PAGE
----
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August 29th, 2006, 06:50 PM #1Charging for inclusion in a directory?
I was hoping for some advice on something. The main feature of my primary site is a directory for a certain type of online store (just to be clear, my site is only loosely an "affiliate site", as I've included TONS of non-affiliate links).
I get people emailing me all the time asking if they can be included in my directory, and up until now, I've always added them (if the quality of their site was up to par) for free. Now that I've been around for a while, however, I'm thinking about starting to charge for a directory listing.
My question to you is whether you think this is wise. I'm also having a hard time deciding whether to charge a one-time fee (say $20) or a monthly fee ($5/month). Realistically, I'm not sure how I could enforce the monthly fee rule, short of taking down the links for stores who don't pay...but that would impact the size of my directory, and seems like it would be a lot of work.
You thoughts and opinions would be appreciated!
August 29th, 2006, 07:25 PM #2
it is almost as important to make sure your content/listings are fresh.
charging will turn a lot of folks off. putting a begging link to PayPal somewhere might bring in a donation once in a while.
how about letting them know they have to re-submit every year or their listing dies?
of course, if you are getting 500K visitors a month, not all of this is relevant.
August 29th, 2006, 07:43 PM #3Originally Posted by Herb ԿԬPeace,
Loving Everyone's Child Creates Magic
August 29th, 2006, 07:47 PM #4
Choosing Between "Paid" and "Complete" Directory Sites
- Join Date
- January 18th, 2005
Nobody trusts a directory site that doesn't include stuff they know about.
The main problem with trying to create a directory site that makes money is that most folks won't pay (because there are many thousands of directory sites out there that ask for money but don't have traffic worth their fee).
But the second problem with a paid directory is that at some point, you have to remove or exclude folks who won't pay you, and then some of your visitors are going to notice that someone's missing, and they won't trust your directory any more.
That's why the Yellow Pages traditionally provide a free text listing for every business -- so the directory is complete. The fees come from enhancements and additional-category listings. And that is usually how online directories make things work.
I have run several directory sites over the past 10 years, and I have always had one governing rule: EVERYBODY GETS LISTED. If it is a list of products, I list every relevant product; if it is a list of web sites, I list every relevant web site. (You do need some clear criteria for inclusion, to prevent "directory spamming" where people submit listings that aren't relevant.)
For one of my web sites, which lists lesson plan resources for teachers, I manually prioritize each resource in the list, so that the "highest priority" resources get listed before "lower priority" resources. That's how I monetize the site: links that are to products from merchants with affiliate programs (such as Amazon or Teacher Created Materials) are usually assigned a higher priority than unpaid links. However, even that's not an absolute rule, because I want the directory to be useful to visitors. Therefore, I often rank "free resources" highly, especially lesson plans which teachers create and freely share with others through a web site.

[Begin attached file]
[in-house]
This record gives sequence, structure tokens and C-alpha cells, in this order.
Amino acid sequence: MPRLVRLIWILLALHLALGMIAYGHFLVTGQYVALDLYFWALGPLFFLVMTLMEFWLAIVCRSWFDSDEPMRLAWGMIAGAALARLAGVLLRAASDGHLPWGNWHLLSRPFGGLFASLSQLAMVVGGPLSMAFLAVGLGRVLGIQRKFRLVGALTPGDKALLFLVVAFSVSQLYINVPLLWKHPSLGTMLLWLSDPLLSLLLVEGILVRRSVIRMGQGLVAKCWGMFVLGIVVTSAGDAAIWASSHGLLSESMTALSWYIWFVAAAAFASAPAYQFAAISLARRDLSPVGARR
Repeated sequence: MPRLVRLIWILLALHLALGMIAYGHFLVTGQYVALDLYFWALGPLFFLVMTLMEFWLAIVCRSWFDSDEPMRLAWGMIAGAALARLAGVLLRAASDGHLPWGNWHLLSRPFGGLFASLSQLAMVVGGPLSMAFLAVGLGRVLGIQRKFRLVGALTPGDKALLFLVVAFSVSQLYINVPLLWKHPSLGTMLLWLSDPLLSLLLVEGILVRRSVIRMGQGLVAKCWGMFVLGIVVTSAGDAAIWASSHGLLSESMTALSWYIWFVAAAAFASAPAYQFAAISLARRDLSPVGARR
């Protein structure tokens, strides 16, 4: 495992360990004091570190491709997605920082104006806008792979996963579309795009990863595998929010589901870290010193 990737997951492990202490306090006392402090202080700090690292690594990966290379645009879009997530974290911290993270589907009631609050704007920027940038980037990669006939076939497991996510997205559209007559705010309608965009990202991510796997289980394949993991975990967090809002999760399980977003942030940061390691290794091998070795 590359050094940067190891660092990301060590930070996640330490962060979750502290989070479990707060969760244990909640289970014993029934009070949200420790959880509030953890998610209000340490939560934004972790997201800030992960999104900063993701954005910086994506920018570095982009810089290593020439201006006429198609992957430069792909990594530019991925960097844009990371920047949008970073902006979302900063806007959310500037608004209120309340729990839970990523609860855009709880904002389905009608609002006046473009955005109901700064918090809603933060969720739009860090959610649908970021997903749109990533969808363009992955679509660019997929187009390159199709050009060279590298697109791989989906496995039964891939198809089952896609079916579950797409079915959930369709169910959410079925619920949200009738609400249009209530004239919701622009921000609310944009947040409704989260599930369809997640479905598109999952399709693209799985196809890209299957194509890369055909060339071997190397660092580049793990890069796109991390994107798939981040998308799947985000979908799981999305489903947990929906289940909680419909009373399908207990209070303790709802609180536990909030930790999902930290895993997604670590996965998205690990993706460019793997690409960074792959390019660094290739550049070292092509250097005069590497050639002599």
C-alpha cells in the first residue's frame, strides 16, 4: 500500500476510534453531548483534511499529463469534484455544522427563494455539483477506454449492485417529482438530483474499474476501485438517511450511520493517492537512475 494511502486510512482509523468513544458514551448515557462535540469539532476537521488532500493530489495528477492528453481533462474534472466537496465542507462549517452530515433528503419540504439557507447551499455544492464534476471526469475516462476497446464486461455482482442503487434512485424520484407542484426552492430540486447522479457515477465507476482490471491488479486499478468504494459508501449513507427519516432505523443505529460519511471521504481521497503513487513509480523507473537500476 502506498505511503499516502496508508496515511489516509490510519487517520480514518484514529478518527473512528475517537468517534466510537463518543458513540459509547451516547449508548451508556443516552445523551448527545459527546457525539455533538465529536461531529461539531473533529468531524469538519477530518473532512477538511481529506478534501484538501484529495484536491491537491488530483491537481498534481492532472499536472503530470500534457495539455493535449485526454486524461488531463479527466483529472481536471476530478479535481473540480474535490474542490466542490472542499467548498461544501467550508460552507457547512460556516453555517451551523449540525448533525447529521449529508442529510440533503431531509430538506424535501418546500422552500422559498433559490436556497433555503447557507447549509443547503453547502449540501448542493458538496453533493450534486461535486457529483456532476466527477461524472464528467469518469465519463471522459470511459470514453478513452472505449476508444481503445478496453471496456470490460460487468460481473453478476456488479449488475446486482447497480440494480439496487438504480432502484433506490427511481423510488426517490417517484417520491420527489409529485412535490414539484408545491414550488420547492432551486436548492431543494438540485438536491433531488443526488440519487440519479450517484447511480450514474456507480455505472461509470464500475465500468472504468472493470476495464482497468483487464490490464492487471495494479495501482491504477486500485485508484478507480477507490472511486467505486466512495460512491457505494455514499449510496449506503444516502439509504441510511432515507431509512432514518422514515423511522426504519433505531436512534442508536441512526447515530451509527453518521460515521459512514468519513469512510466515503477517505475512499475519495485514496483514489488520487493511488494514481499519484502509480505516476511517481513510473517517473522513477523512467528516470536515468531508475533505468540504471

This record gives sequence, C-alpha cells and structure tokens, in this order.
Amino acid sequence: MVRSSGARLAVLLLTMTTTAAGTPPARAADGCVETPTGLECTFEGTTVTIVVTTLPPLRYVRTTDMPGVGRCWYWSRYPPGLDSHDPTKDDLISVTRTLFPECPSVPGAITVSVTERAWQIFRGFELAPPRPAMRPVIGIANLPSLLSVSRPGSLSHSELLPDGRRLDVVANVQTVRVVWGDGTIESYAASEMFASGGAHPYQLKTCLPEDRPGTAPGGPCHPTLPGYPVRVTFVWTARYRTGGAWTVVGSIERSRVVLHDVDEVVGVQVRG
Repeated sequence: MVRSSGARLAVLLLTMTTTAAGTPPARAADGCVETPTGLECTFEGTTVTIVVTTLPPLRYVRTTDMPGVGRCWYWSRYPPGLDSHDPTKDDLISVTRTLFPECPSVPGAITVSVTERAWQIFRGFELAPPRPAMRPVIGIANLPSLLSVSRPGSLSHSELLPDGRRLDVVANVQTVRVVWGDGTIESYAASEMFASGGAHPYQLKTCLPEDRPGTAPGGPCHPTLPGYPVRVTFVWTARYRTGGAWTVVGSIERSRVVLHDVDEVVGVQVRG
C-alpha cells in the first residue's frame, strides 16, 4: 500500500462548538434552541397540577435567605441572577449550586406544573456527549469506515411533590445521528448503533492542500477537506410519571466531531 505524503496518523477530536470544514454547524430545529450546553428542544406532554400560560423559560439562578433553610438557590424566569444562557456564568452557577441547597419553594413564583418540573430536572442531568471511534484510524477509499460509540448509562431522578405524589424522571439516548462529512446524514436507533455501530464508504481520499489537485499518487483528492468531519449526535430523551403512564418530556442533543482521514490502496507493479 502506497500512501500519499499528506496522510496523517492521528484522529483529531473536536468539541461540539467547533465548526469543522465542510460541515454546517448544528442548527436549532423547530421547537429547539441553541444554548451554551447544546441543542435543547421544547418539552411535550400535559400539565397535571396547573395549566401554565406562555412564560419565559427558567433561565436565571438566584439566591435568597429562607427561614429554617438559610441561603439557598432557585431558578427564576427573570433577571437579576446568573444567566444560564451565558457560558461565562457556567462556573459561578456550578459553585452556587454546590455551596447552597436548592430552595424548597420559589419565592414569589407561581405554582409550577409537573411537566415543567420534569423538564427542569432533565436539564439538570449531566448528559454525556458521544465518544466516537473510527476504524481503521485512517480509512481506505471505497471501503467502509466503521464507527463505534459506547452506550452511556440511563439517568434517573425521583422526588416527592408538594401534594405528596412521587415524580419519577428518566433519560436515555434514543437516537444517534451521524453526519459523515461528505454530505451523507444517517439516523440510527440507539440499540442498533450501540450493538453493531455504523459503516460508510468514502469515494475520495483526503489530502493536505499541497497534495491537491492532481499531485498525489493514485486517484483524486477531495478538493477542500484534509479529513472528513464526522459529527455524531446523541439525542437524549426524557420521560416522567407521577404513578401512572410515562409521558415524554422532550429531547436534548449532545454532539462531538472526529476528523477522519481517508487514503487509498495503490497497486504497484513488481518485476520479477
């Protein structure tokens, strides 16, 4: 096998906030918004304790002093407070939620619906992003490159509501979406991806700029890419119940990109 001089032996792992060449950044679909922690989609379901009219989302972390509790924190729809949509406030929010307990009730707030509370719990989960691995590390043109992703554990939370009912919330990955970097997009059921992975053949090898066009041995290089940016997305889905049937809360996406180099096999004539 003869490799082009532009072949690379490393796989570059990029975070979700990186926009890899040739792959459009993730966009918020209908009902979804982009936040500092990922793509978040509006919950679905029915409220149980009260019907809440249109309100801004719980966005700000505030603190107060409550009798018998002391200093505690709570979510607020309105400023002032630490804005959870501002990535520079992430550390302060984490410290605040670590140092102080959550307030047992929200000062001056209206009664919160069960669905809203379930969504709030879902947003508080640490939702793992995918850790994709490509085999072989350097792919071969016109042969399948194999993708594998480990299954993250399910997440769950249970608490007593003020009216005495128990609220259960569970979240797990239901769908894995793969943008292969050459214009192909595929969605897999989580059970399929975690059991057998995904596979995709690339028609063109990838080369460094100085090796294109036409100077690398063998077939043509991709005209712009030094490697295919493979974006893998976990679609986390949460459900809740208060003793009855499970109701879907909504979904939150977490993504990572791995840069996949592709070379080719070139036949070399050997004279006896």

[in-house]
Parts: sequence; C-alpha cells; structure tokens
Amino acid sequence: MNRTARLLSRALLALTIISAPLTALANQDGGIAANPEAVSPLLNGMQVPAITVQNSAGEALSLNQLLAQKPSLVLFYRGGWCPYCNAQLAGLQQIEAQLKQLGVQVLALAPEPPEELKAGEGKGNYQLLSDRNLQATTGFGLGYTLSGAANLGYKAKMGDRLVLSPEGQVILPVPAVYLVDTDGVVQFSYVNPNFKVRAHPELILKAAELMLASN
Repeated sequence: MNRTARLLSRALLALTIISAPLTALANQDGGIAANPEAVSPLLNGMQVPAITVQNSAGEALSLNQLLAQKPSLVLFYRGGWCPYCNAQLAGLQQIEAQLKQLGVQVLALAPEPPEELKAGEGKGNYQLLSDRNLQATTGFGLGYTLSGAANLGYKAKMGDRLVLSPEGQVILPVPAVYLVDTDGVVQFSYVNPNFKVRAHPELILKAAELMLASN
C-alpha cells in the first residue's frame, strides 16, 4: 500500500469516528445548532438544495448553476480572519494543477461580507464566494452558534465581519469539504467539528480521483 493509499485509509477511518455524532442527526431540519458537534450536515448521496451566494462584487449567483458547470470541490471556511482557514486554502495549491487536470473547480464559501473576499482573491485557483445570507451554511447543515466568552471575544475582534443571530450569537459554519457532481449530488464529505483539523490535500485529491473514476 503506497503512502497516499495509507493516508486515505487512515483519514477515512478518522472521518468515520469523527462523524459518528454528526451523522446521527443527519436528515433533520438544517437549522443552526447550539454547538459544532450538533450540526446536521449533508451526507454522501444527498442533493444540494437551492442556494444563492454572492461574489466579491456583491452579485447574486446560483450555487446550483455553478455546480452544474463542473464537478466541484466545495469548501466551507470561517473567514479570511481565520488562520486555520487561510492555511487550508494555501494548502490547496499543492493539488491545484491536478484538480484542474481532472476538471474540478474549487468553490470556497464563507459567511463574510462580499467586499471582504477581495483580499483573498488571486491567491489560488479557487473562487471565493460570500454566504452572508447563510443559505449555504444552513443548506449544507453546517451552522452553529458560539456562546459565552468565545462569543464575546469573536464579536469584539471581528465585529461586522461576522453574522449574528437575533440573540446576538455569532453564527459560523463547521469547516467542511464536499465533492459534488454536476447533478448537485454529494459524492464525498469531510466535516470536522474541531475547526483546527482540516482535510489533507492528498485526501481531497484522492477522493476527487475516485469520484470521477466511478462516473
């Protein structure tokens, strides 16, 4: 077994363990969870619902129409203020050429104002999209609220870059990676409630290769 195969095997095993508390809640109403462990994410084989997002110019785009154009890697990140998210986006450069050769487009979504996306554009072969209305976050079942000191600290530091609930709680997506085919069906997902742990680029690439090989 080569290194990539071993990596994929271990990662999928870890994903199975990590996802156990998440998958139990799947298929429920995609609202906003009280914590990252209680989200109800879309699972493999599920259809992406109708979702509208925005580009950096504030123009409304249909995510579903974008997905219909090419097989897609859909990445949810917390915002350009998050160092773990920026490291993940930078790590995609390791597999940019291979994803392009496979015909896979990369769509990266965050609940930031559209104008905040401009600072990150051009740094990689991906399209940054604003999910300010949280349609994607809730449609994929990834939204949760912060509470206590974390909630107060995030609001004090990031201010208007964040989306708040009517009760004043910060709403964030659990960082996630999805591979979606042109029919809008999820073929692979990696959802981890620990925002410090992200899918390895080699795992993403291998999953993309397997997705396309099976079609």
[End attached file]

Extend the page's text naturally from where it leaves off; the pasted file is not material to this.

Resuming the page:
Alas, it's hard to make money from directory sites; certainly the meager revenue from my lesson-plans site has discouraged me from updating it (in fact, I don't think I've made any genuine updates for more than a year; the last three times I "updated" the site, all I did was change the "last updated" date so the site would "appear" more fresh).
Another problem with directory sites is poaching: if your directory site is useful, then people will "scrape" your content and create their own directory site with the same information, with the result that a portion of your traffic is diverted to those sites. When I ran Adbility.com, the site's content was copied and posted elsewhere at least 100 times, forcing me to spend time demanding that copies be removed. But you can only stop folks who copy your site; if they re-create the same kind of directory, there's nothing you can do to stop them, and so once I was making $10,000 per month in advertising revenue, dozens of competing sites appeared with their own directories. (I sold the business in 1999, because I recognized that it was an irrational bubble.)
August 29th, 2006, 09:37 PM #5
August 29th, 2006, 10:02 PM #6
August 29th, 2006, 10:23 PM #7
August 30th, 2006, 07:38 PM #8
Thanks everyone - and especially for your post, Mark! Given that I'm not at 500K a month (yet ), I think I'll hold off on charging for now....and just try to push people to purchase a featured listing. Definitely a good way of doing it.
August 30th, 2006, 09:06 PM #9
- Join Date
- May 31st, 2006
- Houston TX
As opposed to going out and having a generic directory, why not focus on a specific directory. Like focus on pets directory or hardware directory.
Cos if you want to do everything, you will be too generic and nobody will pay you. Focus on something more specific, then people will be more likely to pay
August 31st, 2006, 05:32 AM #10
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